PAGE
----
That's where Ruinations: Post-Apocalyptic Roleplaying by Brent Ault comes in.
Currently available for free in an unfinished state on Google Drive, Ruinations began life as a post apocalyptic re-skin of Lamentations of the Flame Princess, with some of Ault's own unique tweaks and rules changes. It's a fantastic game in its own right, and absolutely worth your time if you're a fan of the apocalyptic genre. One of the coolest design choices Ault made was to keep Raggi's standardized skill categories, but to convert them over to a percentile based system.
So instead of all characters beginning with a 1 in 6 chance to succeed in each category, like in LotFP, Ault made it so every character begins with a 20% chance. Then, rather than individual "pips" or points on a d6 to spend at each level, the Adept Class—Ault's version of the Specialist—gets 30 percentile points.
The end result is an even more customizable class than Raggi's Specialist. But more importantly, it still uses the same skill resolution roll as all the other classes for common tasks like climbing, tinkering, and stealth.
Which brings me to the larger point behind this week's rules change. Remember up above, where I said every change and tweak should say something about the setting?
One of the things any "Fantasy Effing Vietnam" setting absolutely needs to simulate is the style of fighting common to Vietnam and mid-20th century warfare. That means a heavy focus on stealth, ambush, and counter-ambush tactics.
To that end, one of the base assumptions I'm going to make every time my players "leave the wire" is that they're all doing their level best to Move Silently, Hide in Shadows, and Hear Noises. Meaning every single PC gets access to those three Thief skills, at a minimum.
Now, of course the Thieves, the home-brewed Fairy class, and the Elves will be better at it. I'm giving racial bonuses to the Elves and the Fairies, and I'm running the Thieves like Ault's Adepts, with a pool of discretionary points for the player to spend as he sees fit.
Every patrol to and from the Keep should be a tense cat and mouse game, as the PCs watch out for goblin ambushes, senses alert for any sound or sign that the enemy is near. Meanwhile, they're trying to move like ghosts through the underbrush, staying to the darkest shadows they can find. Every snapped twig or dropped water skin should cause their little hearts to race, wondering if they've just given themselves away.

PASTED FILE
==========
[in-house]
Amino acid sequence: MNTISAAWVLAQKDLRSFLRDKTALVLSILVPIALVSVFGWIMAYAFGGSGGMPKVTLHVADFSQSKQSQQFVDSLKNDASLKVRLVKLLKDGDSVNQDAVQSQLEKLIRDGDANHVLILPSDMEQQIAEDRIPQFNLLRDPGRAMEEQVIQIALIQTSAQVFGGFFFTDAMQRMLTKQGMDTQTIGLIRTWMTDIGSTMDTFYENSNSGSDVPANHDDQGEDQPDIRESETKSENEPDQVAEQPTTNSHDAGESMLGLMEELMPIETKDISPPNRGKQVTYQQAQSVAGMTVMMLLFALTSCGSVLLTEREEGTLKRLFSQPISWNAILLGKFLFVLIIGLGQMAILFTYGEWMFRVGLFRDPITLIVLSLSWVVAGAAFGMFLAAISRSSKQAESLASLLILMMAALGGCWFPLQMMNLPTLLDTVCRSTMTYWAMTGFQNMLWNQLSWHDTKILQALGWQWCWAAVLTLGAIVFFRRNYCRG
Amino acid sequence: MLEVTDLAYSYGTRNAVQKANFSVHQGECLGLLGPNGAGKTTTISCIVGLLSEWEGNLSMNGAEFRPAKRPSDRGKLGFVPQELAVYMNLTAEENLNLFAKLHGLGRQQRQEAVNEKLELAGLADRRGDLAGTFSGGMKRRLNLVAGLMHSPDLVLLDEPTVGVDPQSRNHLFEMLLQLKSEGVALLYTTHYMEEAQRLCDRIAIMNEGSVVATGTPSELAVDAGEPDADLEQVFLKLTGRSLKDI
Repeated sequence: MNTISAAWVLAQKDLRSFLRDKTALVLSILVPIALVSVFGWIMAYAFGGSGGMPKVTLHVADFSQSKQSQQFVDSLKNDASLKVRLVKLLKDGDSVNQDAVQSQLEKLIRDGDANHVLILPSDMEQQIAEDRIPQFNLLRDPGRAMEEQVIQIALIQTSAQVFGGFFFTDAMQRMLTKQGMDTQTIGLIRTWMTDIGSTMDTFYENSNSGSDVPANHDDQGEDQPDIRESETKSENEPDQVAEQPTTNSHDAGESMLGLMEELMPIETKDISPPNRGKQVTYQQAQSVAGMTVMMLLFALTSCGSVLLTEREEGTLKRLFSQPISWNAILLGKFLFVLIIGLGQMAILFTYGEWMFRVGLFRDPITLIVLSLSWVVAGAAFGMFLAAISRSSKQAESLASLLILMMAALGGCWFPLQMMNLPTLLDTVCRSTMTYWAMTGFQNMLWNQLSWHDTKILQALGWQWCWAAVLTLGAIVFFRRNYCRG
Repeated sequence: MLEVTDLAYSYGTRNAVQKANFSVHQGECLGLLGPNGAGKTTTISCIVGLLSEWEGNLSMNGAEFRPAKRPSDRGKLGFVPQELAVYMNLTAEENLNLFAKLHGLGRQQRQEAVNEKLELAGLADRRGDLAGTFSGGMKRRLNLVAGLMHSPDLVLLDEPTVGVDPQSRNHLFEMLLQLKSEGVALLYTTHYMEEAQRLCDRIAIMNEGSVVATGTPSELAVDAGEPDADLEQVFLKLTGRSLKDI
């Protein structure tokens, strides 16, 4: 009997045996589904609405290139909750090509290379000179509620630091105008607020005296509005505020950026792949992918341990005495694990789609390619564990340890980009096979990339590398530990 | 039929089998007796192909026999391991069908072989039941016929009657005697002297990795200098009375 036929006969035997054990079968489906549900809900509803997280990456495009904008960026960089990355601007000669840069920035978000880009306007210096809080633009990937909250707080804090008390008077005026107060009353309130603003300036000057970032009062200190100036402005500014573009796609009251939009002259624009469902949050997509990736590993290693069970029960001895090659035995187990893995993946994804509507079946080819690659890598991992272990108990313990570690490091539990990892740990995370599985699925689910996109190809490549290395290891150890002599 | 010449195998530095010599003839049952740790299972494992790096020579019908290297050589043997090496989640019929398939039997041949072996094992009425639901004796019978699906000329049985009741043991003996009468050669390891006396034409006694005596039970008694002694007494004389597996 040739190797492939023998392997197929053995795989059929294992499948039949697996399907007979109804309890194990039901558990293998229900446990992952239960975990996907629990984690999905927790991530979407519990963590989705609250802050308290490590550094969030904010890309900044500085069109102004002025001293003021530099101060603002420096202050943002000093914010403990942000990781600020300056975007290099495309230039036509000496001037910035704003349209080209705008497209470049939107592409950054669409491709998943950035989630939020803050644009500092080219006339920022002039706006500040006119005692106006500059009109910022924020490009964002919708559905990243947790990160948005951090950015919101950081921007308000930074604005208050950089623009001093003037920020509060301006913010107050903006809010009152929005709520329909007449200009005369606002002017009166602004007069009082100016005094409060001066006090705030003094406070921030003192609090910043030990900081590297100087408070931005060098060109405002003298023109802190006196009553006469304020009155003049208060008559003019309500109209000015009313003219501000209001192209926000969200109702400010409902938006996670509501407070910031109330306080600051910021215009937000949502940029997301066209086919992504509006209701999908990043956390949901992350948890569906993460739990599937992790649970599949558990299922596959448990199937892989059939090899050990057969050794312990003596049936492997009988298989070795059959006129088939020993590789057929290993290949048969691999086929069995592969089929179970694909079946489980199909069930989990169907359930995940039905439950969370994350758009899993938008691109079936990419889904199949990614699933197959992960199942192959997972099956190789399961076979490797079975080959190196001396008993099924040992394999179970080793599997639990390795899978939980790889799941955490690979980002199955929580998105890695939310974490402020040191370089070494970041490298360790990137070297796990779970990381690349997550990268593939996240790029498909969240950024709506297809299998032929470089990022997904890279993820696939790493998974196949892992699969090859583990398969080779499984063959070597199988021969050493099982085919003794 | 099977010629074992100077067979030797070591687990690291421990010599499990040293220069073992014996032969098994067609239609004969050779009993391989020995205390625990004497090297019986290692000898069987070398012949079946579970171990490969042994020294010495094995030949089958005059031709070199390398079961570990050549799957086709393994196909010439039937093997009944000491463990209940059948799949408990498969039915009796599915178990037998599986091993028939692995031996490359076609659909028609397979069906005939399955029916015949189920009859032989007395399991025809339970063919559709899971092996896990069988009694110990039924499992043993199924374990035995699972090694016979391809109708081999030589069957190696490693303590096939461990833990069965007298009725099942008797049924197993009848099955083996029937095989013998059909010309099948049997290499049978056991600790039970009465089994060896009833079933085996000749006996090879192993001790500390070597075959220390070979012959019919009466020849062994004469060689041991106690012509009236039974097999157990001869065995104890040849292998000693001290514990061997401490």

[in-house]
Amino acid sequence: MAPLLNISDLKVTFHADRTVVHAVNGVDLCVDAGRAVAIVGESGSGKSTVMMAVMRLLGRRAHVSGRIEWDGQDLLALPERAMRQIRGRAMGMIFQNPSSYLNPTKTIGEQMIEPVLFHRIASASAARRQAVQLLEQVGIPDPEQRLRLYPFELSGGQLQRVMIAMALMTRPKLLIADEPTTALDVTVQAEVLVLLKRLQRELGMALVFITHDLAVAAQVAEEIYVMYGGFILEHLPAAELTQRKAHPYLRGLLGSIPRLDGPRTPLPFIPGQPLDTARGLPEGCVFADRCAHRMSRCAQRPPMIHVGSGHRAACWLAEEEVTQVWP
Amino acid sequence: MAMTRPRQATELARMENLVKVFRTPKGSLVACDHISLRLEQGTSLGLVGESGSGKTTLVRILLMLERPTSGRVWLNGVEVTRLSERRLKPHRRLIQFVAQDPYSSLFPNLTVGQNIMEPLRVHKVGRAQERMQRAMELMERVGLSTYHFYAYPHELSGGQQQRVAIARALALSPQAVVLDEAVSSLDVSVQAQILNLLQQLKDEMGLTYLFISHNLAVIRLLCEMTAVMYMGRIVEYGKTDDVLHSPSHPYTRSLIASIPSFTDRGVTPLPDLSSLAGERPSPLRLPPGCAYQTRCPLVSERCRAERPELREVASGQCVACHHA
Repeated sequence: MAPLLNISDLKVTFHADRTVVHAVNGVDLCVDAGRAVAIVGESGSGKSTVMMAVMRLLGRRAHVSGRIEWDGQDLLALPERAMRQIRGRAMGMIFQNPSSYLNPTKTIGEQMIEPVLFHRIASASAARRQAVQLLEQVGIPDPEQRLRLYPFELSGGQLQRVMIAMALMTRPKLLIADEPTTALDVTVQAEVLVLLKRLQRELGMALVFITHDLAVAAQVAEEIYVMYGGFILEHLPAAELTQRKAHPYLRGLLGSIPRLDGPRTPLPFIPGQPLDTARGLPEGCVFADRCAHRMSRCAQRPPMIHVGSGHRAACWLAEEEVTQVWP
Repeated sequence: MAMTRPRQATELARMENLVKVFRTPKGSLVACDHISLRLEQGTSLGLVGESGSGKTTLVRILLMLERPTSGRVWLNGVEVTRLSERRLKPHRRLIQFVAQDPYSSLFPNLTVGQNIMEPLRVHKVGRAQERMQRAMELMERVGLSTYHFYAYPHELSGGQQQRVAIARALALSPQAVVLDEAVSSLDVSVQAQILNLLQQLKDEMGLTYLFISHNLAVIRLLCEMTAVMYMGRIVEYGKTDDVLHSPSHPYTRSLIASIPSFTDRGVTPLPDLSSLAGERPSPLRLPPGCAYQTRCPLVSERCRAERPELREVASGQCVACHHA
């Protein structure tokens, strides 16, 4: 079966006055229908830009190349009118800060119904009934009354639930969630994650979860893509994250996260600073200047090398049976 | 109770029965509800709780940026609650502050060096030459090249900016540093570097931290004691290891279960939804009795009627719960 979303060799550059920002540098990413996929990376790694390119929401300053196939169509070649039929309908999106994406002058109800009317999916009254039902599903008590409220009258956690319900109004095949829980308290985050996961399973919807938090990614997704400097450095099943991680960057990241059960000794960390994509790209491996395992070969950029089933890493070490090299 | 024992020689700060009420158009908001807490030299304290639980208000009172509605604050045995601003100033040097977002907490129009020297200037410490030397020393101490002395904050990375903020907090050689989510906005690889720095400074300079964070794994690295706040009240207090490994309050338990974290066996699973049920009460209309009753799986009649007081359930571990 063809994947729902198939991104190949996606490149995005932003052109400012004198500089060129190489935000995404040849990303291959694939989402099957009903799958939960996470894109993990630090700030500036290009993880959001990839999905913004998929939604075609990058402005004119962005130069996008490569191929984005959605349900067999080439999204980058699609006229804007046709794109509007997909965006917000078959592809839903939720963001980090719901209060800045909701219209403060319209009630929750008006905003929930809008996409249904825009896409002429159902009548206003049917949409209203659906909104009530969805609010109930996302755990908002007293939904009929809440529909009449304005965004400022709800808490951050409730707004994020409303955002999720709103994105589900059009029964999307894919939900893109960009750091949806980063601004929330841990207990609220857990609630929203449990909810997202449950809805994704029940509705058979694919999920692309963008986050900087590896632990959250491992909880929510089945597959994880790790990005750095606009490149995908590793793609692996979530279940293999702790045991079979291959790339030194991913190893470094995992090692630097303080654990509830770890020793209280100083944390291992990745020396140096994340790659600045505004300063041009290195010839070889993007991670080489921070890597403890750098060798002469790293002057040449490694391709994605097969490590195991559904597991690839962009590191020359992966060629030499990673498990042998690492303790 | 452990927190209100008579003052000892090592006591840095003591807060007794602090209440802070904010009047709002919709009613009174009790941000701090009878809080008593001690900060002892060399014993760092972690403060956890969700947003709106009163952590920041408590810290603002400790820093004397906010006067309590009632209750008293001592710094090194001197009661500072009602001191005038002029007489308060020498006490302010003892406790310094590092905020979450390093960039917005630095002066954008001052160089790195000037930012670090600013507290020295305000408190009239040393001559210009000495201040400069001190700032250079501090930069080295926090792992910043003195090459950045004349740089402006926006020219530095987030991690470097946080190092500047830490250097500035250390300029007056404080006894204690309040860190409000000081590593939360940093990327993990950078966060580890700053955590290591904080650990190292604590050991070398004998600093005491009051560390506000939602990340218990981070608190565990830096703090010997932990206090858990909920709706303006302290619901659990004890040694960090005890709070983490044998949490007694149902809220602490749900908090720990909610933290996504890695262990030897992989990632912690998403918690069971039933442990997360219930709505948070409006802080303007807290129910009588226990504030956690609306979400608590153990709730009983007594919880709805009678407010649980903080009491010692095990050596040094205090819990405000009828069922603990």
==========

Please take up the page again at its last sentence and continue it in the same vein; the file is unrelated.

On the other side of things, the exact same mechanic is used for the goblins. Instead of a simple roll for random encounters, I'm rolling opposed percentiles every time groups of goblins and PCs are near each other on the map. Chance to Hear Noise vs chance to Move Silently. If one PC is scouting ahead, it's the same thing: Hide in Shadows and Move Silently vs. Hear Noise.
Basically, instead of a standard "roll for surprise" I'm rolling to see if the PC's successfully sneak up on the goblins, or if the goblins successfully ambush the PCs.
To further keep with the Vietnam, "ambush versus counter-ambush" feel, I've also been sticking with group initiative as outlined in OD&D/Whitebox. I've been finding it's especially useful when the PCs are moving as a group.
My method so far has been to roll for ambush, with the winning side getting initiative. They act in order of Missile Fire > Spells > Movement > Melee, with all actions receiving a +4 surprise bonus. Then the losing side goes in the same action order of Missile Fire > Spells > Movement > Melee, with all actions receiving a —4 surprise penalty.
Bonuses and penalties vanish at the top of next round, and combat continues to proceed in order until resolved. So far, it's been quick, brutal, and bloody.
I've got some more stuff coming up soon, with Critical Hits, long-term injuries, and magic. Plus some thoughts on running the goblin side of things.
Stay tuned. And stay quiet out there. The goblins can hear better than you.
I'm an award-winning science fiction and fantasy writer based out of North Carolina. This is where I scream into the digital void. I like cookies.